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Most Dissatisfied with Their Financial Situation

By SHRM Online staff  1/26/2012

Many employees remain concerned about their ability to retire and are taking steps to get their financial houses in order, according to survey findings released in January 2012 by consultancy Towers Watson.

The Towers Watson Retirement Attitudes Survey was conducted in June and July 2011 and includes responses from 9,218 full-time U.S. employees at nongovernment organizations with 1,000 or more employees.

The percentage of workers who said they were very or somewhat confident about having enough resources to live comfortably 15 years into retirement increased from 62 percent in 2010 to 68 percent in 2011, the survey found. Workers, however, were less confident about living comfortably throughout retirement. Less than half (47 percent) of respondents said they were very or somewhat confident they will have enough resources to last 25 years into retirement. This compares with 40 percent who said they were very or somewhat confident in 2010.

Fewer employees experienced significant declines in their pension and retirement savings—47 percent in 2011 vs. 55 percent in 2010 and 60 percent in 2009. And satisfaction with their household finances continued to improve, jumping from 33 percent in 2010 to 41 percent in 2011. Despite this upturn, three in five workers (59 percent) remain generally unsatisfied with their financial situation.

“As the economy shows periods of stable ground, employees are slowly beginning to be more optimistic about retirement,” said Kevin Wagner, a senior retirement consultant at Towers Watson. “However, the financial crisis was jolting to American workers. As a result, many employees are more financially conservative today and have a renewed interest in improving their financial decisions and planning and saving for retirement.”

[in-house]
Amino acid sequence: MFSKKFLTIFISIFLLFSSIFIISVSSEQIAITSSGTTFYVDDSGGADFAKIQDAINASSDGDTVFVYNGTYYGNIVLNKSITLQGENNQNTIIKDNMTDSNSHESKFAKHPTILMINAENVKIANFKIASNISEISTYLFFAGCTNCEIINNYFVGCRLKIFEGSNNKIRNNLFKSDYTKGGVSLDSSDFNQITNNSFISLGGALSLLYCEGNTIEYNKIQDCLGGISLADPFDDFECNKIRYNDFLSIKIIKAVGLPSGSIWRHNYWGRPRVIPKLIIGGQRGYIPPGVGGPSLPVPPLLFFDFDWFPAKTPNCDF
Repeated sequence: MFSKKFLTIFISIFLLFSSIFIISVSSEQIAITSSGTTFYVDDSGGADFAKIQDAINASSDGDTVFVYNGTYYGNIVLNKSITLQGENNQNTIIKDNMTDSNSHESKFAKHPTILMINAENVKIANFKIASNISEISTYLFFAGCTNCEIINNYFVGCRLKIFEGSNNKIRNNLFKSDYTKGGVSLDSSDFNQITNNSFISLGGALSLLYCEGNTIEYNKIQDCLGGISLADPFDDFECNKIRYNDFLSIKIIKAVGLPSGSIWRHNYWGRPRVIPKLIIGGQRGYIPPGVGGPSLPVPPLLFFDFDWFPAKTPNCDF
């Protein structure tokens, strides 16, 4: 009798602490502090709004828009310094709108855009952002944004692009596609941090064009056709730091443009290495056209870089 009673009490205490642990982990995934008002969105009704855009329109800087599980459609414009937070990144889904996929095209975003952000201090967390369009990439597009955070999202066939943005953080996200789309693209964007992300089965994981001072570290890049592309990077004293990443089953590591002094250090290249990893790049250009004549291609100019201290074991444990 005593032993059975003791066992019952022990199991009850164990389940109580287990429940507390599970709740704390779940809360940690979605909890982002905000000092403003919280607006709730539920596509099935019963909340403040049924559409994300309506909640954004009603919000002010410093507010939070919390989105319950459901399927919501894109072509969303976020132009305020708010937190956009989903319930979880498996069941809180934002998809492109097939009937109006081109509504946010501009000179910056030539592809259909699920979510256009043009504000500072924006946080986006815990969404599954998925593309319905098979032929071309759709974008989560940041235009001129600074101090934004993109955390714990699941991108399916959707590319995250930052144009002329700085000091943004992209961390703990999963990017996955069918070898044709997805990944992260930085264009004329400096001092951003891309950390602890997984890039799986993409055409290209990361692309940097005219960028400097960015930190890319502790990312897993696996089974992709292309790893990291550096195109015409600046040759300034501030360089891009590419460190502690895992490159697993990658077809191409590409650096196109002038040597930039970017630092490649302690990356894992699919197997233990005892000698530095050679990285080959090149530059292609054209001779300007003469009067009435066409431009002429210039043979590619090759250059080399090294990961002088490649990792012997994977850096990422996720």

The survey noted that after two years of cutting back on daily spending, paying off debt and saving more for retirement, some respondents plan to take additional measures in 2012 to get their financial houses in order. These steps include further cost-cutting and a sharpened focus on retirement security.

Planned Action by Employees for 2012

% Considering

Review how much needed to save for retirement.


Increase monthly savings.


Review financial situation.


Obtain professional advice.


Reduce daily spending.


Pay off debt.


Defer major expenditure.


Adopt less risky investment strategy.


DB Plan Participants More Confident

According to the survey, the percentage of workers with defined benefit (DB) pension plans who were satisfied with their household finances jumped sharply since 2009, from 29 percent to 49 percent. DB participants were more than twice as likely to feel “very confident” about the first 15 years of retirement and 2.5 times as likely to contemplate a 25-year retirement with confidence compared with workers with only a 401(k) plan.

Young Workers Need to Save More

A larger percentage of young workers (under age 40) were satisfied with their household finances in 2011 (47 percent) vs. 2009 (28 percent). However, nearly two in three (66 percent) of young workers said they will need to save much more in the future to achieve a comfortable level of retirement income. Moreover, the percentage of young workers who reviewed their retirement plans carefully increased by more than 40 percent from 2010 to 2011.

“While the depressed economy may have triggered some of these prudent behaviors, increased attention to retirement planning, especially for younger workers, can be a helpful step for employees to save for a secure retirement,” said Bill Daniels, a senior retirement consultant at Towers Watson. “This is an opportunity for employees to make positive strides for their future. It can also be an opportunity for employers to take advantage of emerging education and planning technologies to drive up appreciation of benefits programs.”

Additional Highlights

Other significant findings include:

Nearly four in 10 respondents (39 percent) plan to delay retirement, with older employees (46 percent) and those in poor health (42 percent) most likely to retire later. The majority of workers delaying retirement (60 percent) expect to work at least an additional three years.

Nearly three-fourths of respondents (74 percent) use their employer or plan administrator’s website for educational material to help prepare for retirement. Almost two in three (65 percent) use online retirement tools and educational material mailed to their home.

Related Articles:

Older Americans Expect to Work Longer; Many Expect Never to Retire, SHRM Online Benefits Discipline, December 2011

Financial Literacy and Savings Behavior Vary Widely Among States, SHRM Online Benefits Discipline, November 2011

Viewpoint: Six Steps to Put Employees on the Retirement Readiness Path, SHRM Online Benefits Discipline, November 2011

Quick Links:

SHRM Online Benefits Discipline

SHRM Online Retirement Plans Resource Page

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